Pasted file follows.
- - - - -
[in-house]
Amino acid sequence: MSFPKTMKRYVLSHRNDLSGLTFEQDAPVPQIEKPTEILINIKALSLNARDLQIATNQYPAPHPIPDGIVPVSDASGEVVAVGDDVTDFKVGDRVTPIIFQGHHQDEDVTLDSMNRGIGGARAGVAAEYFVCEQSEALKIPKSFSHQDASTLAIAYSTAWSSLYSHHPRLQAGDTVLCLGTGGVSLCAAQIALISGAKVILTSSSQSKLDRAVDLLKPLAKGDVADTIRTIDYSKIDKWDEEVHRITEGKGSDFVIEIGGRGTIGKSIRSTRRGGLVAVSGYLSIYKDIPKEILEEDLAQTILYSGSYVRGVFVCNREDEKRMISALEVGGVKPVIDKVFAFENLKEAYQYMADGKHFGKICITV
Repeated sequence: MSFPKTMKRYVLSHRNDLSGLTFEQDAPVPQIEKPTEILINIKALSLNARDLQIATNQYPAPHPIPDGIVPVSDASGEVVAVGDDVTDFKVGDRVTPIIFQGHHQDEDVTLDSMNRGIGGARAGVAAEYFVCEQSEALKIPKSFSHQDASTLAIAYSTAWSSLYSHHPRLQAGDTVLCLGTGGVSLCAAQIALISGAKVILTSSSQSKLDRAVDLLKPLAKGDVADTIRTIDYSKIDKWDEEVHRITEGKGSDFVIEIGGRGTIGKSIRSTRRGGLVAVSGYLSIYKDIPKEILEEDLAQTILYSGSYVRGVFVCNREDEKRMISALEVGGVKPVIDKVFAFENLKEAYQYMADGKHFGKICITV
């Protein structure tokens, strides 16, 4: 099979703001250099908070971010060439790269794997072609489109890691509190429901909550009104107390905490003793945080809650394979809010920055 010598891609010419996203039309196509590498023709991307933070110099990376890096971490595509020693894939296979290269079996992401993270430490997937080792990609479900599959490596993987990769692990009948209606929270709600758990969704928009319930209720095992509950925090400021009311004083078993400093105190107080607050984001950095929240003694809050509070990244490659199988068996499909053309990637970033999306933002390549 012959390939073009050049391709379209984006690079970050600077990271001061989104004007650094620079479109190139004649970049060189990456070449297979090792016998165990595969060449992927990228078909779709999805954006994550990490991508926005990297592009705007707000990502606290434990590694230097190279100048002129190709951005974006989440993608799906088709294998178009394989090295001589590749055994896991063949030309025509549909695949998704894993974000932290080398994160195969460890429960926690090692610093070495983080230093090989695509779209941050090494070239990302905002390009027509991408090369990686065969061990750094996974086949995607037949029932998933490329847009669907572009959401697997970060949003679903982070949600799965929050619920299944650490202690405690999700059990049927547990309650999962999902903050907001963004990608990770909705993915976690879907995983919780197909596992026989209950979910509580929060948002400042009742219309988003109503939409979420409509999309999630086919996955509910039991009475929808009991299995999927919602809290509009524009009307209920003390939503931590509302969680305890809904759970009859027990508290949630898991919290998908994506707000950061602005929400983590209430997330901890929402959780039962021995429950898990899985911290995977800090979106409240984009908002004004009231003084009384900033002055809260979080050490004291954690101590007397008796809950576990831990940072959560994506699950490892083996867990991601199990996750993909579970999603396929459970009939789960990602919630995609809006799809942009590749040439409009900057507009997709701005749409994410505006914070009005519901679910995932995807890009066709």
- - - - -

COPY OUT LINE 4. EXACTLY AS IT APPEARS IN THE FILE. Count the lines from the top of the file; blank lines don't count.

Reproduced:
């Protein structure tokens, strides 16, 4: 099979703001250099908070971010060439790269794997072609489109890691509190429901909550009104107390905490003793945080809650394979809010920055 010598891609010419996203039309196509590498023709991307933070110099990376890096971490595509020693894939296979290269079996992401993270430490997937080792990609479900599959490596993987990769692990009948209606929270709600758990969704928009319930209720095992509950925090400021009311004083078993400093105190107080607050984001950095929240003694809050509070990244490659199988068996499909053309990637970033999306933002390549 012959390939073009050049391709379209984006690079970050600077990271001061989104004007650094620079479109190139004649970049060189990456070449297979090792016998165990595969060449992927990228078909779709999805954006994550990490991508926005990297592009705007707000990502606290434990590694230097190279100048002129190709951005974006989440993608799906088709294998178009394989090295001589590749055994896991063949030309025509549909695949998704894993974000932290080398994160195969460890429960926690090692610093070495983080230093090989695509779209941050090494070239990302905002390009027509991408090369990686065969061990750094996974086949995607037949029932998933490329847009669907572009959401697997970060949003679903982070949600799965929050619920299944650490202690405690999700059990049927547990309650999962999902903050907001963004990608990770909705993915976690879907995983919780197909596992026989209950979910509580929060948002400042009742219309988003109503939409979420409509999309999630086919996955509910039991009475929808009991299995999927919602809290509009524009009307209920003390939503931590509302969680305890809904759970009859027990508290949630898991919290998908994506707000950061602005929400983590209430997330901890929402959780039962021995429950898990899985911290995977800090979106409240984009908002004004009231003084009384900033002055809260979080050490004291954690101590007397008796809950576990831990940072959560994506699950490892083996867990991601199990996750993909579970999603396929459970009939789960990602919630995609809006799809942009590749040439409009900057507009997709701005749409994410505006914070009005519901679910995932995807890009066709």